Local Journalism Initiative Reporter
Former band councillor Rubi-Helen Shirley is as surprised as other Mikisew Cree First Nation members that they will be going to the polls to vote for a new chief and council on Aug. 27.
The post to the band’s Facebook page announcing the election date came with no explanation. It follows almost three months after another post of a Band Council Resolution delaying the June 20 election until the end of September 2020. The BCR stated the delay was due to COVID-19 concerns.
An open letter to members from the Elders Senate supported the decision to delay the election.
However, postponing the date went against the First Nation’s custom election code and members Roy Vermillion and David Tuccaro initiated legal action to challenge the BCR decision.
That legal action was joined by protests at the end of June in both Edmonton and Fort Chipewyan. Shirley says perhaps the combined action convinced Chief Archie Waquan to revisit the issue.
“That’s a puzzle. I’m not sure why they had a change of heart to do it,” she said.
Orlagh O’Kelly, legal counsel for Vermillion and Tuccaro, was readying to take the next step in the legal battle to force an election. On July 27, she was to go to federal court to set a hearing date for the matter.
“It was in the process to determine exactly when that hearing date was going to be, and we had expressed our strong preference that it be that week of July 27 just given the urgency we said the election had,” said O’Kelly.
She adds that she’s as surprised as her clients that the Aug. 27 date has been set.
“I was surprised just given how the application had proceeded thus far. We hadn’t really come to any common ground on anything, so it kind of came out of the blue for us for sure,” she said.
Mikisew Cree Nation’s custom code provides a three-year term for one chief and six councillors lasting until June 20, Treaty Day. An employee at the band office, who wished to remain unnamed, says Waquan and council are still in office. Any details, says the worker, had to come from Waquan.
Windspeaker.com’s request for a telephone interview with Waquan went unanswered.
Vermillion is not pleased that Waquan and the existing councillors are still sitting. He notes that a survey undertaken of members in June indicated that 80 per cent of those who responded were in favour of the band going into third-party management as a gap-filler between the June 20 custom election date and the election of a new chief and council. Third-party management would see Indigenous Services Canada appoint someone to manage band business.
Vermillion also says a petition calling for the removal of the chief and council, which is a legal document according to the band’s custom election code, was signed by a 164 members. To be valid it needed the signatures of 100 members.
Shirley wants a council that has “integrity and transparency” and will be filing her nomination papers by the Aug. 13 deadline.
Shirley was elected in 2017. However, in 2018, she and councillors Sherri McKenzie and Darren Mercredi were suspended for supporting a members’ petition that called for the removal of two councillors who allegedly didn’t live in Fort Chipewyan. Shirley said Waquan also sued them and six Elders from the community for $150 million.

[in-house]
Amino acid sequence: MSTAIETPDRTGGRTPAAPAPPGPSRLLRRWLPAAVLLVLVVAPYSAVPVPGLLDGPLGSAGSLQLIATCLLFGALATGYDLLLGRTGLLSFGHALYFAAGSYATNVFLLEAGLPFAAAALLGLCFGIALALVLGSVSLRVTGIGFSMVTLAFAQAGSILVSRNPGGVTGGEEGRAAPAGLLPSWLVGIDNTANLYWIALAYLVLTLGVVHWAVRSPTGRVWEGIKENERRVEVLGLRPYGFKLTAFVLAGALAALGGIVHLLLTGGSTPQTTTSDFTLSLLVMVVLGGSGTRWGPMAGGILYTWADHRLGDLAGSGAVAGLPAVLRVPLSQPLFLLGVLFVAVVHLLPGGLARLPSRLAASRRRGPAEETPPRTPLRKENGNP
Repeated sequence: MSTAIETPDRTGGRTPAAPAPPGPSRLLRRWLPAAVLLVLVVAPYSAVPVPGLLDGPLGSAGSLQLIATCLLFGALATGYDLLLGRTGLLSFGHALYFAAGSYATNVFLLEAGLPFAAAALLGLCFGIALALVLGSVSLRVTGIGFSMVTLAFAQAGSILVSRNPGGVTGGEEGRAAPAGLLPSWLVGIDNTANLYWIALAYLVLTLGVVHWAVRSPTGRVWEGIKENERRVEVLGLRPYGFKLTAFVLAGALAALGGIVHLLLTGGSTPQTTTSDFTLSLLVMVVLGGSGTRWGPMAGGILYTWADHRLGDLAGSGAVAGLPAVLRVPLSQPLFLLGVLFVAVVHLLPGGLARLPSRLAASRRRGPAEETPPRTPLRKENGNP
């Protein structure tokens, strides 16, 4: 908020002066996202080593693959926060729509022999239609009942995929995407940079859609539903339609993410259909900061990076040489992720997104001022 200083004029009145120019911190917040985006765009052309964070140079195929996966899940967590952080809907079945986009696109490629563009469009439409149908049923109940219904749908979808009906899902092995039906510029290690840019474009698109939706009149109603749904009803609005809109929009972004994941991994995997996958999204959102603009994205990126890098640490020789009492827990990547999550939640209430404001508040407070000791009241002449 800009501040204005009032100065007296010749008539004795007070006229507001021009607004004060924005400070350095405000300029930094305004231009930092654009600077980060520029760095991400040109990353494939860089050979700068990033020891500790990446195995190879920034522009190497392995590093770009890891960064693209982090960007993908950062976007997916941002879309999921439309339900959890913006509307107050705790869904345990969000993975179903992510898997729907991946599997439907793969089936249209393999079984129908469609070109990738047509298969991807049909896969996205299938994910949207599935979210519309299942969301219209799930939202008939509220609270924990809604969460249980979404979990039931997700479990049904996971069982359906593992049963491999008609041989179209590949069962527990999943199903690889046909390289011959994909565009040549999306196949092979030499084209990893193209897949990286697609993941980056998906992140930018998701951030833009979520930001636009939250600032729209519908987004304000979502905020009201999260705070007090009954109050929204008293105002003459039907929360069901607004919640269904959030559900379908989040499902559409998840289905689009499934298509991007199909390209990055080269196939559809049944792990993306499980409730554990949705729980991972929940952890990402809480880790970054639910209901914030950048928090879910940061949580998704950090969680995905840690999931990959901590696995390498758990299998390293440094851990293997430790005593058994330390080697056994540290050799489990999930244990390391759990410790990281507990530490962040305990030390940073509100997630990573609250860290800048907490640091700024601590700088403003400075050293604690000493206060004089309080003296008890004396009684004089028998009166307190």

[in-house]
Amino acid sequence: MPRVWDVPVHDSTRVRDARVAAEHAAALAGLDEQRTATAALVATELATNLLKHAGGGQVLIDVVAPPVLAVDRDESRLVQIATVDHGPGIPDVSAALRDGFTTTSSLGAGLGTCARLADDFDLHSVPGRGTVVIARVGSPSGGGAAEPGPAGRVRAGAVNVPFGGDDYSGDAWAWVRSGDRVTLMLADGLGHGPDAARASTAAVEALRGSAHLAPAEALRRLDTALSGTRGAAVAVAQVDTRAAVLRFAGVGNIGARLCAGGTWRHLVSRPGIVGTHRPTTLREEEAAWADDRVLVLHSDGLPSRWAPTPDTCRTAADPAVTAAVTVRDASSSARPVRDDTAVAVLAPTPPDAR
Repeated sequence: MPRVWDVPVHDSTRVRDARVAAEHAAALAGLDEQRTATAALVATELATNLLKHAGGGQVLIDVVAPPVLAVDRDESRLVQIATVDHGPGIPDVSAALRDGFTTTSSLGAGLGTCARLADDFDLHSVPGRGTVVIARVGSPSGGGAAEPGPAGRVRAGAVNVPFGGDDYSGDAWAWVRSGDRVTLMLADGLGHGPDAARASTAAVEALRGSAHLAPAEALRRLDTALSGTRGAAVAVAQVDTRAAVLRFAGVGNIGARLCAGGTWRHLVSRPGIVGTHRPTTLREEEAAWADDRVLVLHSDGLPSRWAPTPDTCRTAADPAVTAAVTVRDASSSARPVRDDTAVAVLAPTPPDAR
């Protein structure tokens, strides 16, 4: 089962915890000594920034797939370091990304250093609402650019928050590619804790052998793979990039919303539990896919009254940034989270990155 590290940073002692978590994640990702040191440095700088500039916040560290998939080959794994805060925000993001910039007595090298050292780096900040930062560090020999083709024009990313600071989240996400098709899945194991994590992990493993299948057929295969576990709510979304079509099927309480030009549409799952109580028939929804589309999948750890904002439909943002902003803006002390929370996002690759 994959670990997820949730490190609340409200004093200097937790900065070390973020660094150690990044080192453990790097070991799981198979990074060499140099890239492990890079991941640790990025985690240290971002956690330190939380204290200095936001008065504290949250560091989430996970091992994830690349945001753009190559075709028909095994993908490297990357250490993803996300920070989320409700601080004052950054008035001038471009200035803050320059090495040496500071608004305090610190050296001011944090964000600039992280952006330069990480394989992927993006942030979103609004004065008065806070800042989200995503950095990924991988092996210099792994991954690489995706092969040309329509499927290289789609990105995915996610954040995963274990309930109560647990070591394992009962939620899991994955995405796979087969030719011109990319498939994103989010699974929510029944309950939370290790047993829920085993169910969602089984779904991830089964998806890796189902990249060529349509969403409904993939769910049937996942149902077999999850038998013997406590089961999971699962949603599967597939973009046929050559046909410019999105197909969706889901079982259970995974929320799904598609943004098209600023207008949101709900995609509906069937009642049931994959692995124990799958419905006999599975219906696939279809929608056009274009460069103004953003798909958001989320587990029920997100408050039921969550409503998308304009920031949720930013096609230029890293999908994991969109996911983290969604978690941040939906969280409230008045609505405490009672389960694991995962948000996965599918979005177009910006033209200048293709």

McKenzie will be joining Shirley in running again, although Mercredi will not.
Shirley says she is unclear if the three-year term of the newly elected chief and councillors will expire June 20, 2023, or continue until Aug. 27, 2023.
As the election moves forward, O’Kelly says they will be suspending their court action.
“The urgency has been reduced in that sense by the calling of the election. So we will, if necessary, revisit this issue after the election on Aug. 27. It’s not being discontinued … It’s being put on pause until an election is held,” she said.
As far as Vermillion is concerned, it’s “too early” to end legal action.
“It’s better just to make sure the election happens. With the election happening on Aug. 27, then I think discontinuing the action after is probably what will be looked at,” he said.
Chief and council’s unilateral decision to postpone the election was only one part of the legal action. Indigenous Services Canada was also being challenged for regulations it brought in during COVID-19 allowing First Nations to cancel or postpone elections.
“The federal government didn’t have jurisdiction to pass regulations that effectively gave the chief and council discretion to override the mandatory provisions of their custom code that are member-approved,” said O'Kelly.
“We were challenging the federal regulation, but because that wasn’t an urgent issue for my clients, that was put on hold for now.”
Precautions will be taken to ensure health and safety measures at the polls held in Fort Chipewyan, Fort McMurray, High Level, Edmonton and Fort Smith, NWT. Mikisew Cree First Nation has 3,195 members with only 174 living on-reserve.
Editor's Note: An earlier version of this article misidentified Roy Vermillion with an incorrect first name.